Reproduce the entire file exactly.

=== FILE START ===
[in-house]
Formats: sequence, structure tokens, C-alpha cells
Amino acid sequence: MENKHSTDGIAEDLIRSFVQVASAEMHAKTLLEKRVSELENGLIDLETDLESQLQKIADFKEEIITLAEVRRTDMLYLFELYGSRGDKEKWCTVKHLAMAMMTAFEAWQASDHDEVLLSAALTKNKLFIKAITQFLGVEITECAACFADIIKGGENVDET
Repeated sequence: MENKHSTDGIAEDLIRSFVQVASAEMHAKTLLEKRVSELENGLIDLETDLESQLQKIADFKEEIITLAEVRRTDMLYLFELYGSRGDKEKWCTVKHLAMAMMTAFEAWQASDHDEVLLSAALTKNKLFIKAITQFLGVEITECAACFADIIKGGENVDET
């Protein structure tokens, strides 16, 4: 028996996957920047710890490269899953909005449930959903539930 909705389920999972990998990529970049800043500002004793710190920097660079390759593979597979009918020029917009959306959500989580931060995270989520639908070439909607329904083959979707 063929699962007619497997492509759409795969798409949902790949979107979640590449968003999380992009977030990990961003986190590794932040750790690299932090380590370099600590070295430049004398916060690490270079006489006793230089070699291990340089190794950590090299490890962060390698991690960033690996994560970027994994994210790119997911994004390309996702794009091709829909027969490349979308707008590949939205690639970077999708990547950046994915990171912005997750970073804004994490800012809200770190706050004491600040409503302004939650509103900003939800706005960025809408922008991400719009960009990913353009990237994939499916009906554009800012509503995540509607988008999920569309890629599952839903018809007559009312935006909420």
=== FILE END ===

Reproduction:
[in-house]
Formats: sequence, structure tokens, C-alpha cells
Amino acid sequence: MENKHSTDGIAEDLIRSFVQVASAEMHAKTLLEKRVSELENGLIDLETDLESQLQKIADFKEEIITLAEVRRTDMLYLFELYGSRGDKEKWCTVKHLAMAMMTAFEAWQASDHDEVLLSAALTKNKLFIKAITQFLGVEITECAACFADIIKGGENVDET
Repeated sequence: MENKHSTDGIAEDLIRSFVQVASAEMHAKTLLEKRVSELENGLIDLETDLESQLQKIADFKEEIITLAEVRRTDMLYLFELYGSRGDKEKWCTVKHLAMAMMTAFEAWQASDHDEVLLSAALTKNKLFIKAITQFLGVEITECAACFADIIKGGENVDET
């Protein structure tokens, strides 16, 4: 028996996957920047710890490269899953909005449930959903539930 909705389920999972990998990529970049800043500002004793710190920097660079390759593979597979009918020029917009959306959500989580931060995270989520639908070439909607329904083959979707 063929699962007619497997492509759409795969798409949902790949979107979640590449968003999380992009977030990990961003986190590794932040750790690299932090380590370099600590070295430049004398916060690490270079006489006793230089070699291990340089190794950590090299490890962060390698991690960033690996994560970027994994994210790119997911994004390309996702794009091709829909027969490349979308707008590949939205690639970077999708990547950046994915990171912005997750970073804004994490800012809200770190706050004491600040409503302004939650509103900003939800706005960025809408922008991400719009960009990913353009990237994939499916009906554009800012509503995540509607988008999920569309890629599952839903018809007559009312935006909420």